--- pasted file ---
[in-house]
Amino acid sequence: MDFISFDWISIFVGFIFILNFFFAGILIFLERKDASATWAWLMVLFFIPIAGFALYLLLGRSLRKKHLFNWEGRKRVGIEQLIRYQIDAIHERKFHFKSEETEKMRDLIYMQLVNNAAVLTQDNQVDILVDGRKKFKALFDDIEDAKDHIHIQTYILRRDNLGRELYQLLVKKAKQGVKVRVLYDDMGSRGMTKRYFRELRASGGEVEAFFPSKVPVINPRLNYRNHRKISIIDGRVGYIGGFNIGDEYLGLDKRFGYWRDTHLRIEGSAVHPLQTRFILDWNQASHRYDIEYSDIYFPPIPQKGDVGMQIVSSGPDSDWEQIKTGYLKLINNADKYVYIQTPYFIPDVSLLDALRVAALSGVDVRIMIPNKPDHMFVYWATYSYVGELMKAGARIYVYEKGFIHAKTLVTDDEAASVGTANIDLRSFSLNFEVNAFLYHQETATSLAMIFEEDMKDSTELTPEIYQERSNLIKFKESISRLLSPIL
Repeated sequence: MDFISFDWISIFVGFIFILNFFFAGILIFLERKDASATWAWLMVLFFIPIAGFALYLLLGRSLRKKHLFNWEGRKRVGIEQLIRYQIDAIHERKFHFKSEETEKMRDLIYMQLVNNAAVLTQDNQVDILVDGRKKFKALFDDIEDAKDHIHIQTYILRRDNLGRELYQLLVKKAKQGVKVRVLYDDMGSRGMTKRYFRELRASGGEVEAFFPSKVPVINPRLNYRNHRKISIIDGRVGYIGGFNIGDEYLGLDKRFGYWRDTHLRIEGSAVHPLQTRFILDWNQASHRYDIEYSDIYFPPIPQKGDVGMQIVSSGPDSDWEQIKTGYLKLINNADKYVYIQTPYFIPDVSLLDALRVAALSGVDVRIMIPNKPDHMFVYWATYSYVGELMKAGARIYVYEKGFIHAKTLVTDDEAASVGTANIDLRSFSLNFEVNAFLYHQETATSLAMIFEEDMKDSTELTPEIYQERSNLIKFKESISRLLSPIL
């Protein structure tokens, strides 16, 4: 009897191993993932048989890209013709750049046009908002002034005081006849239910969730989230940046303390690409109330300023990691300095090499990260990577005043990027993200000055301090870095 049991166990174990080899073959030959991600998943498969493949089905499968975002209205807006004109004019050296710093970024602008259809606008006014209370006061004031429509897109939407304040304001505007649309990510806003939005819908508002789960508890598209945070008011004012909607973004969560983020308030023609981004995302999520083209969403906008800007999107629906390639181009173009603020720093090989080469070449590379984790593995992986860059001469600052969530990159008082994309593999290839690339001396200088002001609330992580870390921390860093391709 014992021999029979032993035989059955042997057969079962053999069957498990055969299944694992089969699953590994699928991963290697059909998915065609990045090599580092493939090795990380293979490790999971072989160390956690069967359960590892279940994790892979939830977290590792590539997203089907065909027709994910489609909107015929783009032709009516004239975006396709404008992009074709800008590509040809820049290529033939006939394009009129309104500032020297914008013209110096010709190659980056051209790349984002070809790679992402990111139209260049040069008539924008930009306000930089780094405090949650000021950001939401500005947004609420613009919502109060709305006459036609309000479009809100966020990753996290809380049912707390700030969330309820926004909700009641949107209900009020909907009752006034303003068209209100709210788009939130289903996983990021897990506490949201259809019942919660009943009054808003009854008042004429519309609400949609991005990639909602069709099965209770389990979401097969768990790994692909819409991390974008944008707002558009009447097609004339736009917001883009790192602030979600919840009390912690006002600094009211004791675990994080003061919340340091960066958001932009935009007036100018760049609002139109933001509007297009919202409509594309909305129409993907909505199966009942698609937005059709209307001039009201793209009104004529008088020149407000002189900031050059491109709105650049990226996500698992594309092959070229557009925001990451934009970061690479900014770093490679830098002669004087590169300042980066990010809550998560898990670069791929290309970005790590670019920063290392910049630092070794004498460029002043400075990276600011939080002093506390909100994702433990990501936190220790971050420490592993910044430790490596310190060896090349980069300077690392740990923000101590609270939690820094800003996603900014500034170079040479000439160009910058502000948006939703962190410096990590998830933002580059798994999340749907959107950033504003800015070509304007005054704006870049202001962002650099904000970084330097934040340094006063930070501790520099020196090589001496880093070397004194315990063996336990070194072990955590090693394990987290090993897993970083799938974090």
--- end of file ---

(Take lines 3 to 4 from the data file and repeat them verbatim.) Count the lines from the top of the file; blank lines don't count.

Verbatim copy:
Repeated sequence: MDFISFDWISIFVGFIFILNFFFAGILIFLERKDASATWAWLMVLFFIPIAGFALYLLLGRSLRKKHLFNWEGRKRVGIEQLIRYQIDAIHERKFHFKSEETEKMRDLIYMQLVNNAAVLTQDNQVDILVDGRKKFKALFDDIEDAKDHIHIQTYILRRDNLGRELYQLLVKKAKQGVKVRVLYDDMGSRGMTKRYFRELRASGGEVEAFFPSKVPVINPRLNYRNHRKISIIDGRVGYIGGFNIGDEYLGLDKRFGYWRDTHLRIEGSAVHPLQTRFILDWNQASHRYDIEYSDIYFPPIPQKGDVGMQIVSSGPDSDWEQIKTGYLKLINNADKYVYIQTPYFIPDVSLLDALRVAALSGVDVRIMIPNKPDHMFVYWATYSYVGELMKAGARIYVYEKGFIHAKTLVTDDEAASVGTANIDLRSFSLNFEVNAFLYHQETATSLAMIFEEDMKDSTELTPEIYQERSNLIKFKESISRLLSPIL
């Protein structure tokens, strides 16, 4: 009897191993993932048989890209013709750049046009908002002034005081006849239910969730989230940046303390690409109330300023990691300095090499990260990577005043990027993200000055301090870095 049991166990174990080899073959030959991600998943498969493949089905499968975002209205807006004109004019050296710093970024602008259809606008006014209370006061004031429509897109939407304040304001505007649309990510806003939005819908508002789960508890598209945070008011004012909607973004969560983020308030023609981004995302999520083209969403906008800007999107629906390639181009173009603020720093090989080469070449590379984790593995992986860059001469600052969530990159008082994309593999290839690339001396200088002001609330992580870390921390860093391709 014992021999029979032993035989059955042997057969079962053999069957498990055969299944694992089969699953590994699928991963290697059909998915065609990045090599580092493939090795990380293979490790999971072989160390956690069967359960590892279940994790892979939830977290590792590539997203089907065909027709994910489609909107015929783009032709009516004239975006396709404008992009074709800008590509040809820049290529033939006939394009009129309104500032020297914008013209110096010709190659980056051209790349984002070809790679992402990111139209260049040069008539924008930009306000930089780094405090949650000021950001939401500005947004609420613009919502109060709305006459036609309000479009809100966020990753996290809380049912707390700030969330309820926004909700009641949107209900009020909907009752006034303003068209209100709210788009939130289903996983990021897990506490949201259809019942919660009943009054808003009854008042004429519309609400949609991005990639909602069709099965209770389990979401097969768990790994692909819409991390974008944008707002558009009447097609004339736009917001883009790192602030979600919840009390912690006002600094009211004791675990994080003061919340340091960066958001932009935009007036100018760049609002139109933001509007297009919202409509594309909305129409993907909505199966009942698609937005059709209307001039009201793209009104004529008088020149407000002189900031050059491109709105650049990226996500698992594309092959070229557009925001990451934009970061690479900014770093490679830098002669004087590169300042980066990010809550998560898990670069791929290309970005790590670019920063290392910049630092070794004498460029002043400075990276600011939080002093506390909100994702433990990501936190220790971050420490592993910044430790490596310190060896090349980069300077690392740990923000101590609270939690820094800003996603900014500034170079040479000439160009910058502000948006939703962190410096990590998830933002580059798994999340749907959107950033504003800015070509304007005054704006870049202001962002650099904000970084330097934040340094006063930070501790520099020196090589001496880093070397004194315990063996336990070194072990955590090693394990987290090993897993970083799938974090």